Further, these compounds may be combined with feeds or with various pharmaceutically acceptable inert carriers in the form of capsules, tablets, lozenges, troches, dry mixes, suspensions, solutions, elixers, and parenteral solutions or suspensions. The carriers employed includesolid diluents, aqueous vehicles, non-toxic organic solvents and the like. In general, the compounds of this invention are present in various dosage forms at concentration levels ranging from about 0.5% to about 90% by weight of the total composition.

For purposes of oral administration, tablets containing various excipients such as citric acid, sucrose, starch and lactose may be employed along with various disintegrants such as alginic acid and certain complex silicates together with binding agents such as polyvinylpyrrolidone, gelatin and acacia. In addition, lubricating agents such as magnesium stearate, sodium metaphosphate and talc are often very useful for tabletting purposes. Solid compositions of a similar type may also be employed as fillers in soft elastic and hard-shelled gelatin capsules. Preferred materials in this connection would also include polyethylene glycol and glycerin as they not only may be used in this particular type of pharmaceutical dosage form as diluents but also as plasticizing agents serving to protect the capsule against any leakage that might possibly occur due to denaturing of the gelatin protein. When aqueous suspensions and elixers are desired for oral administration, the compounds of this invention may be combined with various sweetening and flavoring agents, coloring matter or dyes, and if so desired, emulsifying and suspending agents together with such diluents as water, ethyl alcohol, propylene glycol, glycerin and various combinations thereof. For the control of chronic respiratory disease it is convenient to provide the active ingredient admixed with a nutritionally balanced feed or a food concentrate.

Solutions or suspensions of these valuable compounds in pyrogen-free sterile distilled water containing a preservative such as butylparaben, chlorobutanol, phenol and the like, may be utilized for parenteral administration by the subcutaneous, intramuscular or intravenous route of injection.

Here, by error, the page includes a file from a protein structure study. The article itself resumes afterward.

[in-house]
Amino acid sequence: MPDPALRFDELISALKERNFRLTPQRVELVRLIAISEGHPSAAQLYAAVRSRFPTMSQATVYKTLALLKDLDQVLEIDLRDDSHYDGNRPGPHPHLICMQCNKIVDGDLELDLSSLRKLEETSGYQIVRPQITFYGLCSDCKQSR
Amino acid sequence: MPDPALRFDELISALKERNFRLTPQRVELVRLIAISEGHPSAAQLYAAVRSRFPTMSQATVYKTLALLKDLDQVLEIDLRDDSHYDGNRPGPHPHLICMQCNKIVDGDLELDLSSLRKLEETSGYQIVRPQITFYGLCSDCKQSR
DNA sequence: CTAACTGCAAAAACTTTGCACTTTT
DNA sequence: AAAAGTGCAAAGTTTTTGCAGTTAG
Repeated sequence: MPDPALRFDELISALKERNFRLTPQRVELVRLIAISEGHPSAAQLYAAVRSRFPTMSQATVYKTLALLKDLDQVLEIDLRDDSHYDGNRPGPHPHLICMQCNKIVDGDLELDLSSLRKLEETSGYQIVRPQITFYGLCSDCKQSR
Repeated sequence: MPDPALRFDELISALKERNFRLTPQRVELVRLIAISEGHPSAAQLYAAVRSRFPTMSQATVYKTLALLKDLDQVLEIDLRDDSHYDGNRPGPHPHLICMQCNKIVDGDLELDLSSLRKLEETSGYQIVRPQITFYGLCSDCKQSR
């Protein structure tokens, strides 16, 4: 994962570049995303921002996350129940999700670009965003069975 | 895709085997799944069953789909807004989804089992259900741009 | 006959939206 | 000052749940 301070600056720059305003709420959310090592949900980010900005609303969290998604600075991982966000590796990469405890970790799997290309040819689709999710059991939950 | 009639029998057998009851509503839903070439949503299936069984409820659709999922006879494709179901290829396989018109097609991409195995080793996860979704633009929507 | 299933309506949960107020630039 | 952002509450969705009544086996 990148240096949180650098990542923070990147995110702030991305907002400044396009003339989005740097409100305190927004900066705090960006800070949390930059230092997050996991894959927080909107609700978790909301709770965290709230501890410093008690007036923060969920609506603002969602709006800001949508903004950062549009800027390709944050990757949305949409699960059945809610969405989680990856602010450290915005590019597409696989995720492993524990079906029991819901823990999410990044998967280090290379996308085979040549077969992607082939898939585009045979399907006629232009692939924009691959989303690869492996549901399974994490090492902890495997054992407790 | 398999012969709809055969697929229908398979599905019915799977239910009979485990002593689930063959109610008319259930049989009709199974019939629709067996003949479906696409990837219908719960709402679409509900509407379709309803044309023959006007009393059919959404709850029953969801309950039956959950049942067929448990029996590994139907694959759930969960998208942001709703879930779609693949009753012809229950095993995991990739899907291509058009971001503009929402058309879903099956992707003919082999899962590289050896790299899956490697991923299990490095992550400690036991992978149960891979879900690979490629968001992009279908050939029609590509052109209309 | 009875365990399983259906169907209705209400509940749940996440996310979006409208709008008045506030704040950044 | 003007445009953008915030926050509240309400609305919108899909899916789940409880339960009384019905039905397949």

Further, the addition of a low level of one or more of the herein described Schilf bases to the diet of animals, both ruminant and non-ruminant, such that these animals receive the product over an extended period of time, at a level of from about 0.1 mg./kg. to about 100 mg./kg. of body weight per day, especially over a major portion of their active growth period, results in an acceleration of the rate of growth and improved feed efficiency. Included in these two classes of animals are poultry (chickens, ducks, turkeys), cattle, sheep, dogs, cats, swine, rats, mice, horses, goats, mules, rabbits, mink, etc. The beneficial effects in growth rate and feed efficiency are over and above what is normally obtained with complete nutritious diets containing all the nutrients, vitamins, minerals and other factors known to be required for the maximum healthy growth of such animals. The animals thus attain market size sooner and on less feed.

The herein described feed compositions have been found to be particularly valuable and outstanding in the case of such animals as poultry, rats, hogs, swine, lambs, cattle, and the like. In some instances the degree of response may vary with respect to the sex of the animals. The products may, of course, be administered in one component of the feed or they may be blended uniformly throughout a mixed feed; alternatively as noted above, they may be administered in an equivalent amount via the animals water ration. It should be noted that a variety of feed components may be of use in the nutritionally balanced feeds.